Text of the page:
On the other hand, if is not logically necessary, then either it is contingent (which is inconsistent with the usual S5 rules for modal logic) or else it is an example of a metaphysically necessary (but not logically necessary) truth, in which case it refutes itself.

One could make a similar, superficially less "meta" argument for the same conclusion by considering the proposition:

(N) A necessary being exists.

A standard analytic argument from S5 modal logic implies that either: i) N is necessarily true, or ii) N is necessarily false.  So which of these is logically necessary?  I say neither, but if you disagree then what do you think the proof of N or its negation would look like?

G. Can God be the grounds of Logic?

I believe that you've stated elsewhere that while you believe God is metaphysically necessary, he is not logically necessary - but of course, it is logically necessary that the laws of logic or mathematics are true. I don't think the dependence you're arguing for could work, even if God exists in some sense.

This is a little compact, but I'm guessing your argument is something like the following:

1. A contingent truth cannot ground a necessary truth.*
2. God's existence is logically contingent.
3. But logic itself is logically necessary,
4. Therefore, God cannot ground logic.

[*I suppose there is some sense in which, if a Cat walks onto a Mat, this arguably grounds the necessary proposition: "Either the Cat is on the Mat or the Cat is Not on the Mat" by virtue of being a truthmaker for one of its disjunctives.  But I won't pursue this possible counterexample further, since I don't think it is relevant to the sense in which God grounds logic.]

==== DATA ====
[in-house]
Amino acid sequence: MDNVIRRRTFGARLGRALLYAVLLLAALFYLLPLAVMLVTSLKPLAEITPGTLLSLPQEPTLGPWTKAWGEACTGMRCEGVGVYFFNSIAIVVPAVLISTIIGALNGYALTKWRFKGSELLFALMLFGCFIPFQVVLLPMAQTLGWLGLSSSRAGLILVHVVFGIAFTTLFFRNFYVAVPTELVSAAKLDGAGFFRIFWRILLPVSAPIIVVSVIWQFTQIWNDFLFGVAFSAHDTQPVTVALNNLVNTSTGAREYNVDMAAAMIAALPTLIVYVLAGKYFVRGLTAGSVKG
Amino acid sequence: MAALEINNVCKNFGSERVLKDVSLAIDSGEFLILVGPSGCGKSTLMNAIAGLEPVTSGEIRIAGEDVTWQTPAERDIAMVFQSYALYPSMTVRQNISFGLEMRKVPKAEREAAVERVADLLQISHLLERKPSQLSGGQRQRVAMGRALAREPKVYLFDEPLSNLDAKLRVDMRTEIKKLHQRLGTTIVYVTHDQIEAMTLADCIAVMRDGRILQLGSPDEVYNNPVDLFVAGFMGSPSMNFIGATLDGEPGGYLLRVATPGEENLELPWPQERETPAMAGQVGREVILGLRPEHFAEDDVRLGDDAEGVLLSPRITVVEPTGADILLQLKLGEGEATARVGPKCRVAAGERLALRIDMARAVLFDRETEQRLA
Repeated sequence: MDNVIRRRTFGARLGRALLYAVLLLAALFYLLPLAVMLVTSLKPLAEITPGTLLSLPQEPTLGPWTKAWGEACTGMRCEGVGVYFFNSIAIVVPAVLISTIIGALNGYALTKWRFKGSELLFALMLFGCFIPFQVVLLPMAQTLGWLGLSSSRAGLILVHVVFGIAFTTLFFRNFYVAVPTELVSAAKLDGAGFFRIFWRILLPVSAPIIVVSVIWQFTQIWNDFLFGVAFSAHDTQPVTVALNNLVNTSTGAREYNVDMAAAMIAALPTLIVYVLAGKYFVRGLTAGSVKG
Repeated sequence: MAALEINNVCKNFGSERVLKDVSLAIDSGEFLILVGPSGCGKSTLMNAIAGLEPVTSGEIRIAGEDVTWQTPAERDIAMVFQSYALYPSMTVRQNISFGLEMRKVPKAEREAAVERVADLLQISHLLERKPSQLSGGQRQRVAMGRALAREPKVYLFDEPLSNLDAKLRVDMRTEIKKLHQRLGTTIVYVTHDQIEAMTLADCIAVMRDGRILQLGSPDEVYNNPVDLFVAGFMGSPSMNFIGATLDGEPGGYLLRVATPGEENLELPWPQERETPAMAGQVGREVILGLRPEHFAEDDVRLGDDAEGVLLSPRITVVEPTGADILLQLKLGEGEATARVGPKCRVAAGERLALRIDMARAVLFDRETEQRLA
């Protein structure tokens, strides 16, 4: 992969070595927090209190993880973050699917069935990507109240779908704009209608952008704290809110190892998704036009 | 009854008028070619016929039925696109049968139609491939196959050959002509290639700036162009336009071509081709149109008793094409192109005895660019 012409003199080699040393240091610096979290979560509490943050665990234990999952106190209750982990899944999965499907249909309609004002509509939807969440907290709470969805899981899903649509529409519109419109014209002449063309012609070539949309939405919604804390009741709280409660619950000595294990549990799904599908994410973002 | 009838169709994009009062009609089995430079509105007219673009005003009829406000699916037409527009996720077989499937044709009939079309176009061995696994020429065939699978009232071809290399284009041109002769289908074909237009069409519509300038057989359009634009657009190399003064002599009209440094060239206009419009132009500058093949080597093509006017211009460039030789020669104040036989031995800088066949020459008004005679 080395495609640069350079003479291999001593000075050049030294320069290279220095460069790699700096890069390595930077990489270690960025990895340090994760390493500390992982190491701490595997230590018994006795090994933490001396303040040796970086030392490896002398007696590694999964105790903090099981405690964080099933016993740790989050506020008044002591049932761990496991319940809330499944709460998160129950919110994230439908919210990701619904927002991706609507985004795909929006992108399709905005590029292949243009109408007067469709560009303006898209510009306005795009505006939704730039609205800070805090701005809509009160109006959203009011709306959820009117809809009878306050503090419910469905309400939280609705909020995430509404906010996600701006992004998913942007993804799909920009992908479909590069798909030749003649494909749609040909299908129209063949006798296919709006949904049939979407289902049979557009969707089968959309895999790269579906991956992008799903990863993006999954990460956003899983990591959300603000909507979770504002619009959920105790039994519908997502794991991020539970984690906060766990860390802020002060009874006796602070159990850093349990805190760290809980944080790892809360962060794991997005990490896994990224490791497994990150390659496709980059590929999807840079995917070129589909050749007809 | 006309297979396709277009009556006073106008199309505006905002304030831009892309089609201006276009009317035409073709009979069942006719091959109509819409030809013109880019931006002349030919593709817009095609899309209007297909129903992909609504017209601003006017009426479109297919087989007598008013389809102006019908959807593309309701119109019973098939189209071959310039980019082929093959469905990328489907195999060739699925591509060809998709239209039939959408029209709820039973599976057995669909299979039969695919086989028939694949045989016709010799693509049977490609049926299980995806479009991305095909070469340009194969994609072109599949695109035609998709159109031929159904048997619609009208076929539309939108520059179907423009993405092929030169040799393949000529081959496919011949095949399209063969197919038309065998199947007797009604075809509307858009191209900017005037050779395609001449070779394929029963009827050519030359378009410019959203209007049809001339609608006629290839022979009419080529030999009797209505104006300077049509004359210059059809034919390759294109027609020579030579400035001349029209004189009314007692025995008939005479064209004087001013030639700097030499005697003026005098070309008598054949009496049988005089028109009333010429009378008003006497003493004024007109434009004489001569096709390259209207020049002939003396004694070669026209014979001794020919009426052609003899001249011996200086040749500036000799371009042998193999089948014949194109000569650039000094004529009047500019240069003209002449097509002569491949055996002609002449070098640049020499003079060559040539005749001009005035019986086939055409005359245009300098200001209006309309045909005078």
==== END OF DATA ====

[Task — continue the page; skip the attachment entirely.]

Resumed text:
But this argument is fallacious, because when I say that God grounds logic, I am making a metaphysical statement rather than a logical one.  From the perspective of metaphysics, both logic and God are (in my view) metaphysically necessary, and it is not at all impossible for a necessary statement to ground another necessary statement.  In other words, we have to distinguish between:

1a: A logically contingent truth cannot logically ground a logically necessary truth.

which is true, and:

1b: A logically contingent truth cannot metaphysically ground a logically necessary truth.

which does not in any way follow from 1a, and I would say it is false.

H. What Metaphysical Necessity Means

Actually, there is a better way to put this which makes the concept of "metaphysical necessity" somewhat less mysterious.  The right way to talk about this is to make Aristotle's distinction between that which is necessary to us (axioms of human thought) and that which is necessary in itself (propositions which could not have been otherwise).